Giant-killer Prannoy upsets Momota, Lakshya next

Published on Aug 24, 2022 10:15 PM IST

After seven losses in as many meetings against the Japanese second seed, the world no 18 finally emerged triumphant

India's Prannoy H.S. reacts after a point against Japan's Kento Momota during their men's singles match on day three of the Badminton World Championships in Tokyo.(AFP)
India's Prannoy H.S. reacts after a point against Japan's Kento Momota during their men's singles match on day three of the Badminton World Championships in Tokyo.(AFP)

As the shuttle flew over Kento Momota’s head to land at the back of the court, pin-drop silence enveloped the packed Tokyo Metropolitan Gymnasium. Out there to witness the home hero breeze past his opponent and proceed towards a third World title, the spectators were left shellshocked.

Drenched in sweat but oozing confidence at the other end of the court, HS Prannoy calmly clenched his fist to signal the biggest upset of the 2022 World Championships yet and one of the most significant victories of his career.

After seven losses in as many meetings against the Japanese second seed, the world No 18 shuttler from Kerala finally prevailed 21-17, 21-16 in a 54-minute Round of 32 battle, that too in the world No 2’s backyard and at the biggest stage of them all.

With Wednesday’s loss, Japan’s Momota joined the likes of Taufik Hidayat, Lin Dan, Lee Chong Wei, Chen Long, Viktor Axelsen—all of whom can stake a claim of being the GOAT and also being beaten by India’s ‘giant-killer’ Prannoy.

“Sometimes it (beating big players) happens (laughs). There was no plan. You can’t keep generic plans when you’re playing a two-time world champion. I had to keep thinking new things and just strategised as the match progressed. I kept my mind open. But I was pacing well and taking the initiative,” Prannoy said from Tokyo.

“My record is not great against him. It’s always tough to play against someone who has played at the highest level. But I knew I had my chances. I had to be very disciplined. It was really important to pace the game well and to know which points to push on and which points I could (afford to) lose. Strategy-wise, I was pretty much correct today.”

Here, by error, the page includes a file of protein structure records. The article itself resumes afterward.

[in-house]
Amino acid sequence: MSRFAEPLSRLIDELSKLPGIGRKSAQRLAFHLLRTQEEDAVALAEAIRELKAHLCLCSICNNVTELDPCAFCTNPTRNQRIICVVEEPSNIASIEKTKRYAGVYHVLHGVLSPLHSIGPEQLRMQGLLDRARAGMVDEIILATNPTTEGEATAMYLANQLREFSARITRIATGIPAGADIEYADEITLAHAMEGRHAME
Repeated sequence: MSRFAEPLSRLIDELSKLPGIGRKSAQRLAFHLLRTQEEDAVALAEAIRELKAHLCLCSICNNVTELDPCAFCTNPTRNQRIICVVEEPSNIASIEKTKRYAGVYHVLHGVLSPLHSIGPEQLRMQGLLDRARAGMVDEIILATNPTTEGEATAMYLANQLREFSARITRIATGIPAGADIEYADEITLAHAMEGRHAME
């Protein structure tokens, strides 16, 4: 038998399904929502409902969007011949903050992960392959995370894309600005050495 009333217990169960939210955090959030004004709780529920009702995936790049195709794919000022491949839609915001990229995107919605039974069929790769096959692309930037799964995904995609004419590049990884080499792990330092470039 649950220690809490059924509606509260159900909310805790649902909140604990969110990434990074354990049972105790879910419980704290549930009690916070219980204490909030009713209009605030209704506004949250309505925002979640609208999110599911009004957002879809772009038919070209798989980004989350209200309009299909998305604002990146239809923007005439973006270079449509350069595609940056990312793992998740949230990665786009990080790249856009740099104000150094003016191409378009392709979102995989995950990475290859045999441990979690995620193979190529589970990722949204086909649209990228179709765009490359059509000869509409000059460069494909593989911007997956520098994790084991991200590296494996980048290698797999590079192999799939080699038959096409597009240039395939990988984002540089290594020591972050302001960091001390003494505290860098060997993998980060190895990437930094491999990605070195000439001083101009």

Seeing that the two-time world champion was being far too reactive, Prannoy started dictating the pace of the rallies. His shots showed that the world No 18 was full of confidence and in control of the contest. There were also some beautiful slices and half-smashes from the back of the court, which completely outfoxed Momota.

When Momota closed the gap from 5-10 to 14-15, the Indian responded well to halt the momentum of the Japanese and seize the next few points to take the first game in 27 minutes, never losing the lead.

Fighting the partisan crowd who were cheering for each point Momota won, Prannoy seized the initiative each time the Japanese star held back. A former world No 8, Prannoy was able to execute his forehand shots, especially the wide ones, and increased his number of smashes, creating some incredible angles in moments of magic that earned him multiple winners. With momentum in his favour, even his drops at the net were out of the reach of Momota, who is considered a master at the net.

The Indian even had multiple reviews going in his favour as well, resulting in disappointment for Momota with the despair clearly visible on his face. Too many errors from the vulnerable former world No 1 and a number of winners from an assertive Prannoy kept making the crowd become quieter as the contest inched towards a close.

“I was too scared of making errors and wasn’t aggressive. It wasn’t about my opponent’s game; it was my game that didn’t go well. My training isn’t that bad. I just have to bring my training into the tournament,” said Momota after the game.

Prannoy, though, is not over the moon.

“Beating Momota is good but I have only reached the pre-quarterfinals of the World Championships. There’s not much time to enjoy or dwell on the victory,” said Prannoy.

Roommate Lakshya next

Up next Prannoy will be up against compatriot Lakshya Sen, who downed Spain’s Luis Enrique Penalver 21-17, 21-10 in 36 minutes in their first ever match. Cheering for each other three months earlier during India’s victorious Thomas Cup campaign in Bangkok, the two friends will be facing each other for the third time this year with Lakshya holding the edge with a 2-1 head-to-head.

Incidentally, the two are also roommates in Tokyo. “Probably I will have to shift out tonight (laughs). It will be a tough one as he is in his best form right now and it is always difficult to play a fellow countryman. I will have to be alert, on top of my game and strategise accordingly,” concluded Prannoy.

SHARE THIS ARTICLE ON
  • ABOUT THE AUTHOR

    From badminton to cricket, Sandip Sikdar writes on many sporting disciplines. He has the experience of working in digital, news agency as well as print organisations. Motorsport remains his first love.

SHARE
Story Saved
×
Saved Articles
Following
My Reads
My Offers
Sign out
New Delhi 0C
Saturday, November 26, 2022
Start 15 Days Free Trial Subscribe Now
Register Free and get Exciting Deals